Advance modelling of physical processes in energy engineering and environment
The presentation contains some highlights and major achievements of fulfilment of the Lead Scientist (Prof. K. Hanjalic) Grant No. 11.G34.31.0046 (2011-2013, ext. 2014-2015). This project resulted in establishing the Laboratory for Simulations of Processes in Energy Engineering at Novosibirsk State University (NSU). The activities of the Laboratory cover the theoretical, computational and experimental investigation of turbulent single- and two-phase flows including chemically reacting (combusting) flows in various devices, equipment, machinery and installations used in modern energy conversion, storage and utilization technologies, as well as in chemical and mechanical engineering. The motivation is the optimization of performances and increase of efficiency of various energy engineering technologies and minimization of the man’s impact on the environment and nature in general. In addition to gaining a deeper insight into the physics of various processes involved, the project has resulted in the development of new-generation computational codes for simulation and modeling of work processes in energy engineering as well as in the environment, which provide a tool for predicting performances and forecasting the ecological consequences of various technologies both in the planned (design) mode and in off-design and emergency modes.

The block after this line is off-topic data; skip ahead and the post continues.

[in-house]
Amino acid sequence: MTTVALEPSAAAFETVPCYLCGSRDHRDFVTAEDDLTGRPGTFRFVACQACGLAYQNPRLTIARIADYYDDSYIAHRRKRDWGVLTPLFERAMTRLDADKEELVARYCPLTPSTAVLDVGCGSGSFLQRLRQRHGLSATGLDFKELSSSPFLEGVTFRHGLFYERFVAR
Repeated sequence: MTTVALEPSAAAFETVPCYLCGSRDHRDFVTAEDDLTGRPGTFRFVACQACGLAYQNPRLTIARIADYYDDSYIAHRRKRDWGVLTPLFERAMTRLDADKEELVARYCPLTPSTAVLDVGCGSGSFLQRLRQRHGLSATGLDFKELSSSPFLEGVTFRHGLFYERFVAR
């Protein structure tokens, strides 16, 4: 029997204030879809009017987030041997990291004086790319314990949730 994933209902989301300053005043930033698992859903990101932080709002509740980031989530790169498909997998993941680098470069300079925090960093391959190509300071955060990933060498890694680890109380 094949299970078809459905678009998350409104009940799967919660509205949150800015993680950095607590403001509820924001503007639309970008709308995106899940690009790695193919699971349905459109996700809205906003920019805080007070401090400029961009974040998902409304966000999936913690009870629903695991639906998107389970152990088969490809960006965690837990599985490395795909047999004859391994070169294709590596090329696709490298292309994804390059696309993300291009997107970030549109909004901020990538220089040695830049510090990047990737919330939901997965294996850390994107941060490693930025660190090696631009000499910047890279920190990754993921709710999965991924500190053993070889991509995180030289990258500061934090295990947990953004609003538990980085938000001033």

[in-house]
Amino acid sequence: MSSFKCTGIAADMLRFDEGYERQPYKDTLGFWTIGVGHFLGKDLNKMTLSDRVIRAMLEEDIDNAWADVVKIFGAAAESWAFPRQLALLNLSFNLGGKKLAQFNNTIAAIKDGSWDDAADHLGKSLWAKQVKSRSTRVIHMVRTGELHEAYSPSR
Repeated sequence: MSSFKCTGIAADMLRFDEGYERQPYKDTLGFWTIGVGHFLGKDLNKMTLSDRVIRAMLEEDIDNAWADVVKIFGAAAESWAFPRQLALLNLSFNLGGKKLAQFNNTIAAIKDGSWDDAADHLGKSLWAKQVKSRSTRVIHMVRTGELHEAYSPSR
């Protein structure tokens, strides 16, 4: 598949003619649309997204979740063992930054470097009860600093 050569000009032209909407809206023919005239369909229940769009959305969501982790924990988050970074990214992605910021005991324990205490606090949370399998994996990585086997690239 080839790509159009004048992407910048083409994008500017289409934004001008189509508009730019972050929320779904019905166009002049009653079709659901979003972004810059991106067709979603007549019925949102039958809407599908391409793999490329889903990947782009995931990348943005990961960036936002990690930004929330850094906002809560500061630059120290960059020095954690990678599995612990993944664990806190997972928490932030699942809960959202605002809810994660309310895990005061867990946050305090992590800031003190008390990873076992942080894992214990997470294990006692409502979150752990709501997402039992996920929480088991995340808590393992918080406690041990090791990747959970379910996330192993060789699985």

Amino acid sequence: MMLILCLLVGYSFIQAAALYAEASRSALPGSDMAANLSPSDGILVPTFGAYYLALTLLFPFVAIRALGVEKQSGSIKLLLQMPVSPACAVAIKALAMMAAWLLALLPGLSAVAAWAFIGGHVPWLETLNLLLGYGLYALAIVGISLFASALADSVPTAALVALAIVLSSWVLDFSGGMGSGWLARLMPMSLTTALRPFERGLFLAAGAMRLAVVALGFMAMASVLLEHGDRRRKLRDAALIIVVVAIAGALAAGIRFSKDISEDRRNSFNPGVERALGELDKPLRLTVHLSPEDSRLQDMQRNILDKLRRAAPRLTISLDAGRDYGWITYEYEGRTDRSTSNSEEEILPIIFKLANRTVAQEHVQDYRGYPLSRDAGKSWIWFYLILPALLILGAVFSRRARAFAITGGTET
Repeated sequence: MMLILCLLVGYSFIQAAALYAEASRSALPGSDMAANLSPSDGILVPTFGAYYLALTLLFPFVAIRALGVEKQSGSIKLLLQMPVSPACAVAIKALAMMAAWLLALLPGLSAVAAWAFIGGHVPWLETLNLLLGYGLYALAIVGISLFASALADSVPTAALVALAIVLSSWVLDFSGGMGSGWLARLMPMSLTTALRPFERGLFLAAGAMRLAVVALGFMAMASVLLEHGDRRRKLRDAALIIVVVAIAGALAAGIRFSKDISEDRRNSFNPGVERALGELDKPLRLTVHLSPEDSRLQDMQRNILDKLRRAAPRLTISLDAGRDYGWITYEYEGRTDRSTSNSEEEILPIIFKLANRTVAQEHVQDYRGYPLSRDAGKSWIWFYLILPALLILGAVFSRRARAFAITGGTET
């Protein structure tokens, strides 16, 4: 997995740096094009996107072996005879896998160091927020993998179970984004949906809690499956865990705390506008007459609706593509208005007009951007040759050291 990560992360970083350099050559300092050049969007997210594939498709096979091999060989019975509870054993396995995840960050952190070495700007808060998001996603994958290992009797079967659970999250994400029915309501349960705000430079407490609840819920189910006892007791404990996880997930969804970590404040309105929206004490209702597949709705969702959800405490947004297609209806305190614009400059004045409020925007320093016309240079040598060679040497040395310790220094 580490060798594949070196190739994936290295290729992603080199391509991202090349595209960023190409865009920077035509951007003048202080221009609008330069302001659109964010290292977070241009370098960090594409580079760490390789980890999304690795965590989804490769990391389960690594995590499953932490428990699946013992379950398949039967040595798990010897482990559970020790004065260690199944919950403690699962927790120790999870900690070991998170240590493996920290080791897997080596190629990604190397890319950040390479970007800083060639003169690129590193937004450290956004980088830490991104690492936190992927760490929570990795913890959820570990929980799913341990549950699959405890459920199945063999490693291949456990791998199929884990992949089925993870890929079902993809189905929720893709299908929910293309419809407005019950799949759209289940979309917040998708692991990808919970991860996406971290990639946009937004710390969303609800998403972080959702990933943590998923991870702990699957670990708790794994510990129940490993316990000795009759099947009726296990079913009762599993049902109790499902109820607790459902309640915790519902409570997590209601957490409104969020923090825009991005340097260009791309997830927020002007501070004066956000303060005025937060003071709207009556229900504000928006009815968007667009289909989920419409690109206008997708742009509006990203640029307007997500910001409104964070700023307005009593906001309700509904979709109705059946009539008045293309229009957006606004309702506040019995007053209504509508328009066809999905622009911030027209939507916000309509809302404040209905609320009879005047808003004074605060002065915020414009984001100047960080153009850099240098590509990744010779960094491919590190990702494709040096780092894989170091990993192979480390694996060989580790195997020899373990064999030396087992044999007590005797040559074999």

The specific topics investigated include unsteady phenomena in hydropower engineering with focus on cavitation, related multi-phase phenomena and material erosion, vortical structures – vortex precessing and spiraling rope - in hydro-turbine draft tubes; combustion of gas- and solid fuels with focus on stabilization of low-emission lean flames by swirl and pulsation, extinction of diffusion flames over vaporizing liquids and solids, and combustion of mechanically-activated micronized coal; dispersion of pollutants in the atmosphere and water environment over complex terrain with heat islands, point and field pollution sources, under specific (and extreme) stratification conditions; evaporation, combustion and self-conservation of methane gas hydrates (the promising fuel of the XXI century).
Although the Megagrant has finished in 2015 the Laboratory continues working in these areas under financial support of the Russian Science Foundation grant (2014-2016, ext. 2017-2018).